FOREIGN ACCOUNT REPORTING: Legislative Recommendations to Reduce the Burden of Filing a Report of Foreign Bank and Financial Accounts (FBAR) and Improve the Civil Penalty Structure
A U.S. citizen or resident with foreign accounts exceeding $10,000 can be subject to disproportionate civil penalties for failure to report the accounts on a Report of Foreign Bank and Financial Accounts (or FBAR) by June 30 of the following year. Another penalty may apply if the accounts exceed $50,000 and the person does not report them on Form 8938, Statement of Specified Foreign Financial Assets, which is part of the tax return.
Even those who inadvertently failed to file an FBAR (i.e., “benign actors”) are afraid they could be hit with the elevated penalties applicable to willful violations because the government may rely on circumstantial evidence of willfulness or willful blindness. Such fears have prompted some to enter the IRS’s offshore voluntary disclosure (OVD) programs and agree to pay penalties of such severity that they appear to have been designed for bad actors. The median penalty applied to taxpayers with the smallest accounts (i.e., those in the 10th percentile with accounts of $17,368 or less) under the 2011 OVD program, is more than eight times the unreported tax—over ten times the 75 percent penalty for civil tax fraud.
In June 2014, the IRS reduced the amount it requires certain benign actors to pay under its settlement programs. However, it did not allow those who have already signed closing agreements to receive the same, more reasonable program terms, in effect punishing them for addressing the problem quickly. Unexpected and disproportionate FBAR penalties may violate a taxpayer’s rights to be informed and to a fair and just tax system. Because they cause some people to agree to excessive OVD settlements, they may also erode the rights to pay no more than the correct amount of tax, challenge the IRS’s position and be heard, and appeal an IRS decision in an independent forum, as discussed in prior reports.
For small accounts, the maximum penalty may be an even greater percentage. For example, someone with a total of $10,000 in five different foreign accounts ($2,000 in each) could be subject to a non-willful FBAR penalty of $300,000 (six years times five accounts times $10,000) or 30 times the account balance. If the IRS deems the violation willful, the penalty could rise to $3 million (six years times five accounts times $100,000) or 300 times the account balance.
Other information reporting penalties are more proportionate than FBAR penalties. For example, there is no penalty for failing to file a U.S. income tax return if there is no unpaid tax. The penalty for failure to file most information returns and payee statements is generally $100 per return, rising to 10 percent of the unreported amount for intentional violations. By contrast, the FBAR penalty may apply even if the FBAR is one day late and even if the taxpayer has no net underreported tax (e.g., because of foreign tax credits) as a result of underreporting income from the account.
To address the disproportionality of the civil FBAR penalty, the National Taxpayer Advocate recommends legislation to:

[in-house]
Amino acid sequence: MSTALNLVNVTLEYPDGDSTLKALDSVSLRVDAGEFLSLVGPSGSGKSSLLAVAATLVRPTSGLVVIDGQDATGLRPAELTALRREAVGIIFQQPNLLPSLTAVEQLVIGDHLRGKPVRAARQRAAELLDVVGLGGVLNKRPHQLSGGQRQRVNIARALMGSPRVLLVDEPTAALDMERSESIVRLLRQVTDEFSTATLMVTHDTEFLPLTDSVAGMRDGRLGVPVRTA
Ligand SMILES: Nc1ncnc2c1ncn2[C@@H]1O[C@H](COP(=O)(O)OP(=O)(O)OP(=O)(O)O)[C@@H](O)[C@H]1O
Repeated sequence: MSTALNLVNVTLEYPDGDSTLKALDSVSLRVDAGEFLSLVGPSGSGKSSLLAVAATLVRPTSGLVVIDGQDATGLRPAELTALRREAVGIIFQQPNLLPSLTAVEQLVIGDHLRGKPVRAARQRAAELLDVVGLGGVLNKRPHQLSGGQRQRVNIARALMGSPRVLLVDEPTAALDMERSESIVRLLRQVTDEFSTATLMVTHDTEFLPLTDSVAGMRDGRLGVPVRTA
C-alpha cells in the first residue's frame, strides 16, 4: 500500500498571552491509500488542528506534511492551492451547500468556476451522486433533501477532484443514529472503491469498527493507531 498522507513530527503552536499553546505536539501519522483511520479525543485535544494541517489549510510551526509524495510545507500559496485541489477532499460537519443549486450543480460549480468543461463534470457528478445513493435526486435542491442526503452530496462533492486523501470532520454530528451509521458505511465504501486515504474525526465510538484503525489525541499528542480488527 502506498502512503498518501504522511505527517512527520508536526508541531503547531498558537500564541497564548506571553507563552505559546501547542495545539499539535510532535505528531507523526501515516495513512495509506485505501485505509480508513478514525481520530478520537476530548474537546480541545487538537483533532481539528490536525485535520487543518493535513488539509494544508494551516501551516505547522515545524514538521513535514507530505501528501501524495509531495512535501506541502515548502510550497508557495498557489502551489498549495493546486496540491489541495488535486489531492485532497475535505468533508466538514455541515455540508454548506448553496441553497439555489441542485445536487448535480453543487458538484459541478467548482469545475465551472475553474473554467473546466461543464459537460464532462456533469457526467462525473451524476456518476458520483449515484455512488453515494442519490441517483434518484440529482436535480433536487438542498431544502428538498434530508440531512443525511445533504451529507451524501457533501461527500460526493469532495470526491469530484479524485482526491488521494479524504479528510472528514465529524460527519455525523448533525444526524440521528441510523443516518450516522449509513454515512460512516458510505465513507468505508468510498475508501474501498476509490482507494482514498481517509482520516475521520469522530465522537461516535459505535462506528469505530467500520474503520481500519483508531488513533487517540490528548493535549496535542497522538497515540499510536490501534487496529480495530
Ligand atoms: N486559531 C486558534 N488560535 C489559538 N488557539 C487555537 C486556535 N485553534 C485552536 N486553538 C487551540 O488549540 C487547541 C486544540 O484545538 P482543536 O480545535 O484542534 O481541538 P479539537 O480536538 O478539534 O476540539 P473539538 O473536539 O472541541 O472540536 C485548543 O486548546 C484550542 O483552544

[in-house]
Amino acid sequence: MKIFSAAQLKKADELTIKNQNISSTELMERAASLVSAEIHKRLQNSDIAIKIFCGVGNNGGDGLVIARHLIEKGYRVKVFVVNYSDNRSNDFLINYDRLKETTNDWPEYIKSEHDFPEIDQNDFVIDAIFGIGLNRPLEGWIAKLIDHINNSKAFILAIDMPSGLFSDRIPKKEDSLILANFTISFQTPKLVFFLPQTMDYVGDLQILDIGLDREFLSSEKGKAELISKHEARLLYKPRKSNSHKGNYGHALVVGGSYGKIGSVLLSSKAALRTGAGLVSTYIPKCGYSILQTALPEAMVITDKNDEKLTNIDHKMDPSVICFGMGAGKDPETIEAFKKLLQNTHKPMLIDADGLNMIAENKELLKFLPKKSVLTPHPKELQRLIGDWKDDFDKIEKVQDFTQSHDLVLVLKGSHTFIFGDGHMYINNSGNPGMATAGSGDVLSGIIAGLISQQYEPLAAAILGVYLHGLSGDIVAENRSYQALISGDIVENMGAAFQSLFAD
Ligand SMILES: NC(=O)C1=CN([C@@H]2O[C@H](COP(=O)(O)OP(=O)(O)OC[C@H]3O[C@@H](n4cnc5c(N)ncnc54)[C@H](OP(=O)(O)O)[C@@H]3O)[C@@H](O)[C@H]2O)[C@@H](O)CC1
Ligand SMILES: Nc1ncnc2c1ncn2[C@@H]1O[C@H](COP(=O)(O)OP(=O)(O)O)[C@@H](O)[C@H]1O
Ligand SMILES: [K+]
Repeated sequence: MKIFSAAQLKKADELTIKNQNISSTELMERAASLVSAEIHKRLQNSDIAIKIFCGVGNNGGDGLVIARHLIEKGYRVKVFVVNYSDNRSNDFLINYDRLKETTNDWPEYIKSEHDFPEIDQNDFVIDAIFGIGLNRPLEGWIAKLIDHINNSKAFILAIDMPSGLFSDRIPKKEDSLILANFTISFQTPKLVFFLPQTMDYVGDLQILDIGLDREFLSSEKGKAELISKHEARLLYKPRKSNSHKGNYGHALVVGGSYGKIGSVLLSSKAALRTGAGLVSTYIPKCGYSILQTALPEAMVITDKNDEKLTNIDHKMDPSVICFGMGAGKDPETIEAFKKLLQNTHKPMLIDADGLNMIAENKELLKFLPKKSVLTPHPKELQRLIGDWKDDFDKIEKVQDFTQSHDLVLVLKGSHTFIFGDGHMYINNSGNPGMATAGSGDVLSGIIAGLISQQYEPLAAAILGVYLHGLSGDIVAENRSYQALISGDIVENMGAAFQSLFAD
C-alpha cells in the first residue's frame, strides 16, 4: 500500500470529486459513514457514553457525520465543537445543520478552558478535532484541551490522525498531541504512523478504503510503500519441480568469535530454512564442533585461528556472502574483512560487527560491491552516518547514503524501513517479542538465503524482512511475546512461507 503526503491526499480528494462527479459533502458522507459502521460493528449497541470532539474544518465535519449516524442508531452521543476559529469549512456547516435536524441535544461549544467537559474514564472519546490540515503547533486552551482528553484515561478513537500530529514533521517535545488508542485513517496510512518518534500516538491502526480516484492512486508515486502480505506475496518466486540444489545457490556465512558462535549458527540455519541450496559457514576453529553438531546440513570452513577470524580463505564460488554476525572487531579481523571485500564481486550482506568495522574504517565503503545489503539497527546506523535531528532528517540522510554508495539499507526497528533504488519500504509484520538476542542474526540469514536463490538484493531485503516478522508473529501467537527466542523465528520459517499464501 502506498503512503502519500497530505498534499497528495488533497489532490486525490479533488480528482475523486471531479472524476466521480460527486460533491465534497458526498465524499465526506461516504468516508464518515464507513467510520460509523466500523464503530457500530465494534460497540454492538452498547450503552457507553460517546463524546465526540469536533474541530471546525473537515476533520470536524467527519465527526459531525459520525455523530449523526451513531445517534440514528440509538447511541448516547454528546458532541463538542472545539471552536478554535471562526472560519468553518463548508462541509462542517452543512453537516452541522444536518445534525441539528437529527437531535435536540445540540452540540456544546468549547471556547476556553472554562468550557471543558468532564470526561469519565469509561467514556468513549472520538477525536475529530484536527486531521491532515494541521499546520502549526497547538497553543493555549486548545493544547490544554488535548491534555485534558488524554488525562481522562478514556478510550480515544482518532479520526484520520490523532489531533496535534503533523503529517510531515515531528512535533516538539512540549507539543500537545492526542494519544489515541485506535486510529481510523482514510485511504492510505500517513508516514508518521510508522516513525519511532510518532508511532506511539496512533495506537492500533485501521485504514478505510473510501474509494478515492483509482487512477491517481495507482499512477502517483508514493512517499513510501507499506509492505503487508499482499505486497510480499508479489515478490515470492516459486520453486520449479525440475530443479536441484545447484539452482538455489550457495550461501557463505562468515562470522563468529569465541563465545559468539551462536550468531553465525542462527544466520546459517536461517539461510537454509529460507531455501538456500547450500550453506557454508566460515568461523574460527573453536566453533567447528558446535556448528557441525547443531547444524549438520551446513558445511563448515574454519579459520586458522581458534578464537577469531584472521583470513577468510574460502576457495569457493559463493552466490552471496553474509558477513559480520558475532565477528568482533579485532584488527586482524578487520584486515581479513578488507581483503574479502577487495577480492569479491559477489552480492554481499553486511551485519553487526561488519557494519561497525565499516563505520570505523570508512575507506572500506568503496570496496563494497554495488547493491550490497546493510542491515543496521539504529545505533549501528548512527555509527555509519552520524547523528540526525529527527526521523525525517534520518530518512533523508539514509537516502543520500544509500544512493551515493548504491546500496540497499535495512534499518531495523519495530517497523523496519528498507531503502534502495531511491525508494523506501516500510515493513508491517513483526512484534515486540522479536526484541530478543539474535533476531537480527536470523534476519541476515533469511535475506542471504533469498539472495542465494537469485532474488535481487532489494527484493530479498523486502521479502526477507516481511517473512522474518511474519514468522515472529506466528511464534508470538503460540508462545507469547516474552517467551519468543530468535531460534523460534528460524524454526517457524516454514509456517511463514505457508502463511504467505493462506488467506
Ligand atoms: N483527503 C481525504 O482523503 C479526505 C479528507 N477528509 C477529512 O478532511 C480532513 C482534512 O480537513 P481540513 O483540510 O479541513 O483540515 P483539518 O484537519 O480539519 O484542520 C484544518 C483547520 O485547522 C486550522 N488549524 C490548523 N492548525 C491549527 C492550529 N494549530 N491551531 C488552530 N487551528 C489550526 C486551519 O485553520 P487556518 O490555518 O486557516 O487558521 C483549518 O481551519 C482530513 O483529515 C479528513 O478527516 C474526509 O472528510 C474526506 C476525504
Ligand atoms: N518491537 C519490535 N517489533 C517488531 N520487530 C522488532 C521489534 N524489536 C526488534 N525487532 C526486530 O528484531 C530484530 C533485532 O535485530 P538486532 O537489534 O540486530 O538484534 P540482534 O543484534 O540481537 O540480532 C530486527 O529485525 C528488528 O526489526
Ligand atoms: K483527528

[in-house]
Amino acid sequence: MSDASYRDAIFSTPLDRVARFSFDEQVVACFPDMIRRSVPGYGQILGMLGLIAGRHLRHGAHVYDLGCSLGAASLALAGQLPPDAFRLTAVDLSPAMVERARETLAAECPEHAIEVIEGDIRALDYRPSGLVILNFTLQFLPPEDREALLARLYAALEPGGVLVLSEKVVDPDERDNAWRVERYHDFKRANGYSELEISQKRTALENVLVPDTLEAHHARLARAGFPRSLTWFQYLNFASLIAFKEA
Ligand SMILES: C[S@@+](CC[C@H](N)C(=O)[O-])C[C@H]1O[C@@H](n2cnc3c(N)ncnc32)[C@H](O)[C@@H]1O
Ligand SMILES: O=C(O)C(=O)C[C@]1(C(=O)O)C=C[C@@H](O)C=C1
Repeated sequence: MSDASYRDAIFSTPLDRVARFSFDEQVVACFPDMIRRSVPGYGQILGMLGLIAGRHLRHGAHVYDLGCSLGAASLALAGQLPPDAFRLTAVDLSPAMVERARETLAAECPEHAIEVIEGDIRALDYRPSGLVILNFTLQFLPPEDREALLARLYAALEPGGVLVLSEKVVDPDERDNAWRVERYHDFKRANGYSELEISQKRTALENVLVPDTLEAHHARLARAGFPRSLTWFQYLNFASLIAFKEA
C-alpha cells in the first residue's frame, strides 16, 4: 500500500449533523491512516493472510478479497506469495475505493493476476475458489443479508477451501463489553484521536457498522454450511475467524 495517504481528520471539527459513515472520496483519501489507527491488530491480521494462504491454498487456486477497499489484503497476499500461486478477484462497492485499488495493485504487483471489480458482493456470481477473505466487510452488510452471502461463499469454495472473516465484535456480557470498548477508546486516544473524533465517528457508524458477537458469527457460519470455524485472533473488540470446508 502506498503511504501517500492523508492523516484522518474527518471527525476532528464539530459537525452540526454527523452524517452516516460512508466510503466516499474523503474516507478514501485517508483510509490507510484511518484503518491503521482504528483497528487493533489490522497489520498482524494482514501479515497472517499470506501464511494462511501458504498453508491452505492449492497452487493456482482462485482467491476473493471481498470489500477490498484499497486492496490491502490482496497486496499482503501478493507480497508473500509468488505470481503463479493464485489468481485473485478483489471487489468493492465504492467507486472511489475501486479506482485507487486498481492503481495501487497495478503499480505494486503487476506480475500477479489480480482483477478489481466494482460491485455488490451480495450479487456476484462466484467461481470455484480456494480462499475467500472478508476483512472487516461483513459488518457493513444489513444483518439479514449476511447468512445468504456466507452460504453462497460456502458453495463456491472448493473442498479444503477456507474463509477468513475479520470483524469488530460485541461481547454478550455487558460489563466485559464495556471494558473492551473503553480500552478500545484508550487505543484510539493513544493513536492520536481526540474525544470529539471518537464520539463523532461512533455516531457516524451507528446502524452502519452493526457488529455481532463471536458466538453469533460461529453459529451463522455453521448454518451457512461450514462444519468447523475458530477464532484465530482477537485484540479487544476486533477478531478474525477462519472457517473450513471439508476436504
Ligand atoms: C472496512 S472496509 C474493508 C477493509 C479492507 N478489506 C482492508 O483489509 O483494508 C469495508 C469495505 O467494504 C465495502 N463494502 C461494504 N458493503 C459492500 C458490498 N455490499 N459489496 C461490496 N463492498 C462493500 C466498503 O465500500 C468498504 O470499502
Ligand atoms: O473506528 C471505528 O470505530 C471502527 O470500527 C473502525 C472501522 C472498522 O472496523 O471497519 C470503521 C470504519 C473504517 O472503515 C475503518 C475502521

Cap the civil FBAR penalty at the lesser of
(a) Ten percent of the unreported account balance or five percent for non-willful violations (similar to the IRS’s mitigation guidelines), and
(b) Forty percent of the portion of any underpayment attributable to the improperly undisclosed accounts (similar to the penalty for undisclosed foreign financial assets (e.g., assets not reported on Form 8938) under IRC § 6662(j)).
Eliminate or waive the civil penalty for failure to report an account on an FBAR if there is no evidence the account was used in connection with a crime and:
a. The account information was already provided to the IRS, for example, on a Form 8938, Statement of Specified Foreign Financial Assets, or by a third party (e.g., a financial institution or government);
b. The amount of unreported income from the account does not create a substantial understatement under IRC § 6662(d); or
c. The taxpayer resides in the same jurisdiction as the account.
One form would be better than two, if confidentiality concerns are addressed.
If it aligns the FBAR and Form 8938 thresholds and deadlines, Congress should also consider consolidating the reporting requirements. Indeed, between 1970 and 1977, the Treasury Department only required taxpayers to report foreign accounts under the BSA on tax returns using Form 4683, U.S. Information Return on Foreign Bank, Securities & Other Financial Accounts.
In 1977, after taxpayer privacy laws were expanded under IRC § 6103, the IRS required people to report these accounts on a different form—not part of the return—so it could share the information with other federal agencies such as FinCEN.79 Therefore, if Congress requires the Treasury Department to combine these forms, it may also want to clarify that certain information on the combined form is not deemed part of the tax return and is not subject to IRC § 6103.
In connection with any such change, however, Congress should require the IRS to limit and prominently identify on the form, any information that may be disclosed to FinCEN.80 Without transparency and specificity, some taxpayers might withhold other information from the IRS based on a concern that it could be disclosed to other agencies. Foreign account information may be distinguished from other tax-related information because it is already required to be reported to FinCEN.